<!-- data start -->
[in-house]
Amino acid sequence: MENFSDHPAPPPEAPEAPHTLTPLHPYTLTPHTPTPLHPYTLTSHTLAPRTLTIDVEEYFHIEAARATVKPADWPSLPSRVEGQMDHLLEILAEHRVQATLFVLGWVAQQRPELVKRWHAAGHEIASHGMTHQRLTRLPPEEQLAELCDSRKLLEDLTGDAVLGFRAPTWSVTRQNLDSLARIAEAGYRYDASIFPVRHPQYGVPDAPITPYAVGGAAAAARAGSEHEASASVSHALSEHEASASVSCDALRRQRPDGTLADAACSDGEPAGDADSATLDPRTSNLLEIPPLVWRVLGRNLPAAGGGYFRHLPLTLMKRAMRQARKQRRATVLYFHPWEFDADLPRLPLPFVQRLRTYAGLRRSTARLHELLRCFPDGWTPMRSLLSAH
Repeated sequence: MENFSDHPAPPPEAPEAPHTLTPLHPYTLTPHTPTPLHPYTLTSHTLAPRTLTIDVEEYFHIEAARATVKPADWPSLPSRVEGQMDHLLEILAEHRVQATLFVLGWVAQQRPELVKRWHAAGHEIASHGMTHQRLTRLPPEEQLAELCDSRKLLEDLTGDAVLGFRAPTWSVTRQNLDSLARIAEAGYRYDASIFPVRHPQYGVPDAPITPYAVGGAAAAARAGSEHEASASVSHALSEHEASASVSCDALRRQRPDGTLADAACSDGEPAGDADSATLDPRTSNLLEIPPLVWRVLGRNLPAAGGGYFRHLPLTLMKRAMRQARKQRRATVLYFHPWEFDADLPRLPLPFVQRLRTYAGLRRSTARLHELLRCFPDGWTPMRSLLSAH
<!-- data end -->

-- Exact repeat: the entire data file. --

[in-house]
Amino acid sequence: MENFSDHPAPPPEAPEAPHTLTPLHPYTLTPHTPTPLHPYTLTSHTLAPRTLTIDVEEYFHIEAARATVKPADWPSLPSRVEGQMDHLLEILAEHRVQATLFVLGWVAQQRPELVKRWHAAGHEIASHGMTHQRLTRLPPEEQLAELCDSRKLLEDLTGDAVLGFRAPTWSVTRQNLDSLARIAEAGYRYDASIFPVRHPQYGVPDAPITPYAVGGAAAAARAGSEHEASASVSHALSEHEASASVSCDALRRQRPDGTLADAACSDGEPAGDADSATLDPRTSNLLEIPPLVWRVLGRNLPAAGGGYFRHLPLTLMKRAMRQARKQRRATVLYFHPWEFDADLPRLPLPFVQRLRTYAGLRRSTARLHELLRCFPDGWTPMRSLLSAH
Repeated sequence: MENFSDHPAPPPEAPEAPHTLTPLHPYTLTPHTPTPLHPYTLTSHTLAPRTLTIDVEEYFHIEAARATVKPADWPSLPSRVEGQMDHLLEILAEHRVQATLFVLGWVAQQRPELVKRWHAAGHEIASHGMTHQRLTRLPPEEQLAELCDSRKLLEDLTGDAVLGFRAPTWSVTRQNLDSLARIAEAGYRYDASIFPVRHPQYGVPDAPITPYAVGGAAAAARAGSEHEASASVSHALSEHEASASVSCDALRRQRPDGTLADAACSDGEPAGDADSATLDPRTSNLLEIPPLVWRVLGRNLPAAGGGYFRHLPLTLMKRAMRQARKQRRATVLYFHPWEFDADLPRLPLPFVQRLRTYAGLRRSTARLHELLRCFPDGWTPMRSLLSAH